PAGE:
Adalimumab for axial spondyloarthritis—Patients with non­radiographic axial spondyloarthritis who maintained remission with adalimumab may benefit from continued therapy, according to a study published in The Lancet (online). The multicenter, randomized, double-blind, two-period study was conducted at 107 sites in 20 countries between June 27, 2013, and Oct. 22, 2015. Researchers enrolled 673 adult patients with nonradiographic axial spondyloarthritis who met Assessment of SpondyloArthritis International Society classification material but not modified New York radiologic criterion. Patients showed active inflammation, disease, and no response to at least two nonsteroidal anti-inflammatory drugs. Patients who received adalimumab 40 mg every other week for 28 weeks and had inactive disease (n = 305, 45 percent) were randomized 1:1 to either continue adalimumab (n = 152) or receive placebo (n = 153). A greater proportion of patients who continued adalimumab did not experience a flare up to and including week 68. Among all patients who received adalimumab at any time, 516 (77 percent) reported an adverse event (AE). The most common AEs in both the adalimumab and placebo groups were nasopharyngitis, upper respiratory tract infection, and worsening of axial spondyloarthritis.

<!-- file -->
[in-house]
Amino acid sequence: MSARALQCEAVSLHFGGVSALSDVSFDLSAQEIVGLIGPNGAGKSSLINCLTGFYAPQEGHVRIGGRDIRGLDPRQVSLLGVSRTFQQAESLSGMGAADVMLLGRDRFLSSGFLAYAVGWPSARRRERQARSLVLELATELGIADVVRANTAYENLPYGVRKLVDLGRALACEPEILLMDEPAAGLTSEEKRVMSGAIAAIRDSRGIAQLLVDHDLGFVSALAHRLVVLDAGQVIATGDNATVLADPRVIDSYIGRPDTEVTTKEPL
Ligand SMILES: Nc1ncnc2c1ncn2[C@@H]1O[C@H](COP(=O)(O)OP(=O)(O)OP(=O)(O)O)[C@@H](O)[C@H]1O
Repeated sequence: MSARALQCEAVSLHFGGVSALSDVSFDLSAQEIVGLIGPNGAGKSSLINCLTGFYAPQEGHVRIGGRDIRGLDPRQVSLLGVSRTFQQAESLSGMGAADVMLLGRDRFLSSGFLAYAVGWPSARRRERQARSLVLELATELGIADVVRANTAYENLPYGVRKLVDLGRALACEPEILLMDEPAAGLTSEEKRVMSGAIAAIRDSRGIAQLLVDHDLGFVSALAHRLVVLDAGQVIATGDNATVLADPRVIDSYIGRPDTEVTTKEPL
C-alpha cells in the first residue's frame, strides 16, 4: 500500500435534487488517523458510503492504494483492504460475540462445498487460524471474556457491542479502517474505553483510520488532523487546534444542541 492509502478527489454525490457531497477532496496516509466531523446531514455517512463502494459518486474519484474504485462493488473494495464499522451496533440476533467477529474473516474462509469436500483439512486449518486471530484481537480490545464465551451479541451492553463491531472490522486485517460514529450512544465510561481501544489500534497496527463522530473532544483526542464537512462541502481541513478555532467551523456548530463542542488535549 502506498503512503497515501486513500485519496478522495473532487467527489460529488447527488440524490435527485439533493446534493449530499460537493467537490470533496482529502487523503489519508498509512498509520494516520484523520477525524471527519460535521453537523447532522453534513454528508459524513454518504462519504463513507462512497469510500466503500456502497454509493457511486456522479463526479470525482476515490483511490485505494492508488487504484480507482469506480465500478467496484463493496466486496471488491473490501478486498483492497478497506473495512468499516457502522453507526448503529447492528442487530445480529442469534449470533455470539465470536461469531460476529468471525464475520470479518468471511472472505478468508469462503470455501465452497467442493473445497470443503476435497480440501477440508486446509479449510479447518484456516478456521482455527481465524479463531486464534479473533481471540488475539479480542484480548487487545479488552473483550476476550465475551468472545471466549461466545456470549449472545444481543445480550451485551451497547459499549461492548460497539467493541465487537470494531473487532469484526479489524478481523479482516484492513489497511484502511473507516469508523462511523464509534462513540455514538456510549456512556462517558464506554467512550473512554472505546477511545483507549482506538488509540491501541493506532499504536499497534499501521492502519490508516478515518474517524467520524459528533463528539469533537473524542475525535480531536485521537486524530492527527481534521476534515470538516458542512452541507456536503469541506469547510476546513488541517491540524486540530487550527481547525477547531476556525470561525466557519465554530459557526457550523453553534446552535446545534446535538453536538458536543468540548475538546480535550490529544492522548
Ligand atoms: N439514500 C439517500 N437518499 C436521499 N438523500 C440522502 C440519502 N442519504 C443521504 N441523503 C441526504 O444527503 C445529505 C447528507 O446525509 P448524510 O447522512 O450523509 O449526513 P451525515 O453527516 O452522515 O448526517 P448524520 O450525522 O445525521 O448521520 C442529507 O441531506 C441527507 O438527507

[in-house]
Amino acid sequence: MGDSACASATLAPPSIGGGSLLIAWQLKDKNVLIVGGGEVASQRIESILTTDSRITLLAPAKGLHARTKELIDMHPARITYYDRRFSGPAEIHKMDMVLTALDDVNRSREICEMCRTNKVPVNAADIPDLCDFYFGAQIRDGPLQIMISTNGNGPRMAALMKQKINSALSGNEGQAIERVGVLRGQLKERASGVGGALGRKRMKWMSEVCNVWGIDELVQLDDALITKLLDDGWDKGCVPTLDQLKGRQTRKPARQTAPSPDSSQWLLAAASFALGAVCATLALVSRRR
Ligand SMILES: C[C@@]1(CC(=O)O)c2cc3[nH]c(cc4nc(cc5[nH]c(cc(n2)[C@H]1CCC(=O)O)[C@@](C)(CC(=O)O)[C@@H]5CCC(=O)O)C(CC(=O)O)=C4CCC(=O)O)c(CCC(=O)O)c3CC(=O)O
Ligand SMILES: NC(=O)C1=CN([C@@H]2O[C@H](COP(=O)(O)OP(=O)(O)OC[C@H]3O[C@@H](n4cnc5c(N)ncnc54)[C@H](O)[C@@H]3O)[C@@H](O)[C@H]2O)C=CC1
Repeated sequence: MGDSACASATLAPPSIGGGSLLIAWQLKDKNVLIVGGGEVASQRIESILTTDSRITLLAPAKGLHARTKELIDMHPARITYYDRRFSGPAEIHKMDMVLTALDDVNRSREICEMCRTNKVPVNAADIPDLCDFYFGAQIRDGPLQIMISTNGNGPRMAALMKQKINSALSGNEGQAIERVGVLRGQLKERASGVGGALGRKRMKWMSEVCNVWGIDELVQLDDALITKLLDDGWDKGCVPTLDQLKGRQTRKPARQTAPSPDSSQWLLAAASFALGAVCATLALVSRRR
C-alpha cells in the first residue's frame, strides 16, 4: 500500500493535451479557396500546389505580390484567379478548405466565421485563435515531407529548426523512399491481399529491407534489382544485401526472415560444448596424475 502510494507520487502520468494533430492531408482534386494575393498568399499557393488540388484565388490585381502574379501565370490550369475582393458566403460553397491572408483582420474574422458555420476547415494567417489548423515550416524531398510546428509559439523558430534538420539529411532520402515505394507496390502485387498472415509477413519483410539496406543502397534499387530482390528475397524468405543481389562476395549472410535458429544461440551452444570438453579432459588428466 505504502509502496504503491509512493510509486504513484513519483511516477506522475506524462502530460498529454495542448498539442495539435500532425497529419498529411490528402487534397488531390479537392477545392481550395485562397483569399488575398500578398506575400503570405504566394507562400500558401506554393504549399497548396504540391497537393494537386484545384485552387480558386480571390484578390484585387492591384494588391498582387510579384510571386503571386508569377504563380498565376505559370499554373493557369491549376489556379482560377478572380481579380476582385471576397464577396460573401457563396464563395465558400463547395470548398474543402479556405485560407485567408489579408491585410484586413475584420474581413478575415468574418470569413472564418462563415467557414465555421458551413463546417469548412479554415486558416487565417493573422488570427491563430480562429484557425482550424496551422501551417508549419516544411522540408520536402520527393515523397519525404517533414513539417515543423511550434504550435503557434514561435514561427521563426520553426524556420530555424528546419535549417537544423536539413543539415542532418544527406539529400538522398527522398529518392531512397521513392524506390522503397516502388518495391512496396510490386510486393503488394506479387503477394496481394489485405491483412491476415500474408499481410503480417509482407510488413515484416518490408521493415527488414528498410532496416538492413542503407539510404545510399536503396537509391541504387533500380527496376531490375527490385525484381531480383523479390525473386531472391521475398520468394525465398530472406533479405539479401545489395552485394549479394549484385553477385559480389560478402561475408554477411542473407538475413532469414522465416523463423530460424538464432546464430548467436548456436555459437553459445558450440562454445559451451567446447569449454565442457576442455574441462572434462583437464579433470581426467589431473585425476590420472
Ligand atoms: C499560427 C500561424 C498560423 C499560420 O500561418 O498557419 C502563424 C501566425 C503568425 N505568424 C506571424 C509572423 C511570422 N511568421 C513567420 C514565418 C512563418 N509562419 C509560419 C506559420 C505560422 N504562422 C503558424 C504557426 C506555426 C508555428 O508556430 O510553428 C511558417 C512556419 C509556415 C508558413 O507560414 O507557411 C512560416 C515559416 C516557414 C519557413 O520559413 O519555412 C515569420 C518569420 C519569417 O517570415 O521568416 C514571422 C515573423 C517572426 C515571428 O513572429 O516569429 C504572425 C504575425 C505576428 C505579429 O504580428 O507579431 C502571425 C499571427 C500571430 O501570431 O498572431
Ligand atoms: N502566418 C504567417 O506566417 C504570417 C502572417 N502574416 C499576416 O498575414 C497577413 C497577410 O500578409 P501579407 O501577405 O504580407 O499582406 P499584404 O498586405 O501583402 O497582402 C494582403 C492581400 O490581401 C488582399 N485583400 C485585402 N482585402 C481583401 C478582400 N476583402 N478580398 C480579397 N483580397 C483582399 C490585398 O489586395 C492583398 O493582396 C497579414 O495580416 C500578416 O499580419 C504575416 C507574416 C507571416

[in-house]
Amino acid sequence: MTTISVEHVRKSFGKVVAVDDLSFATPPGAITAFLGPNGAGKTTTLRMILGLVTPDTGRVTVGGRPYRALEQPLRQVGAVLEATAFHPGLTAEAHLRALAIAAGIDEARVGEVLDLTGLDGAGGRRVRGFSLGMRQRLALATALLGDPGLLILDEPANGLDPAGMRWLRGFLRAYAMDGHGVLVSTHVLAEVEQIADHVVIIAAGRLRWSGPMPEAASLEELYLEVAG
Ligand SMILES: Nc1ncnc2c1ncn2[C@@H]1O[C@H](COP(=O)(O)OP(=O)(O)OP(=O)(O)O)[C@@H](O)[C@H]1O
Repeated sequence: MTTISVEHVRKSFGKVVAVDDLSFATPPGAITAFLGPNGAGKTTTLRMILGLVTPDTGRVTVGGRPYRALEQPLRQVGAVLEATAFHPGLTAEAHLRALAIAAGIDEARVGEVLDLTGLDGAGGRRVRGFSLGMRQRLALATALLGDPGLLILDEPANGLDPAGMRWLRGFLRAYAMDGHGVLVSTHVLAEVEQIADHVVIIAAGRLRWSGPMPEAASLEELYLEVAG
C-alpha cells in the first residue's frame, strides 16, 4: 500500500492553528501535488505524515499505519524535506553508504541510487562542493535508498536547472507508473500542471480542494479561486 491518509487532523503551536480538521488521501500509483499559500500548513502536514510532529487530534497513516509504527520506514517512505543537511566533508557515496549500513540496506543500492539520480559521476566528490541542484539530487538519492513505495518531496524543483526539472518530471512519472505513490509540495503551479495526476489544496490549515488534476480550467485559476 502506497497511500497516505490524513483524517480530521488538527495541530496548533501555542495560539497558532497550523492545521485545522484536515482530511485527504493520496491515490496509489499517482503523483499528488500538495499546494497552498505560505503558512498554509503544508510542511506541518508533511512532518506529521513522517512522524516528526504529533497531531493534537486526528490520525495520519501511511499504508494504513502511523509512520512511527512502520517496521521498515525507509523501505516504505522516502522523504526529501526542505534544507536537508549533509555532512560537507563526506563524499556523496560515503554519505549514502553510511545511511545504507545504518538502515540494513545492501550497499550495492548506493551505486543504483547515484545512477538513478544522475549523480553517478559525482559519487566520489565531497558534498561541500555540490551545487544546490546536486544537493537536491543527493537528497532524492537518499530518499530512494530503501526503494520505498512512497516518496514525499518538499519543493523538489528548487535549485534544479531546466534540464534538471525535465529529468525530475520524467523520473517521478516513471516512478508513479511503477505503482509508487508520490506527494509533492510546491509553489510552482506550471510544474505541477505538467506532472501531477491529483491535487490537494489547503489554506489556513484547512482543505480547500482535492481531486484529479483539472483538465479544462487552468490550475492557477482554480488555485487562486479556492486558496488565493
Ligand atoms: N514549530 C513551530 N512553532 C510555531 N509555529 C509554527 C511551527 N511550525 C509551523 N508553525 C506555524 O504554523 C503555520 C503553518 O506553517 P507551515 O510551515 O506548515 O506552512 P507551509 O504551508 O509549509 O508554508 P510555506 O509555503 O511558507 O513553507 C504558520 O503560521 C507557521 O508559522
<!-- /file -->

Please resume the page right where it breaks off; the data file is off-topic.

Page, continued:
Spine

Repeat MRIs—According to a study published in The Spine Journal (online), repeated preoperative MRI may not show significant differences in cases of lumbar stenosis. The retrospective chart review examined stenosis patients who underwent lumbar decompression without fusion at a single institution between 2011 and 2015. Patients had at least two lumbar MRIs prior to surgery. At each pathologic disk level, researchers calculated the absolute value of the change in grade for central/lateral recess stenosis, right foraminal stenosis, and left foraminal stenosis from preoperative to repeated MRI. Of the 103 patients included, 37 had more than one lumbar level surgically addressed; 161 lumbar levels were reviewed. Among those who had any change in stenosis grade, most were mild changes of one (36 of 42 patients, 85.7 percent). Two patients displayed a moderate grade change of two, and one patient showed a severe grade change of three.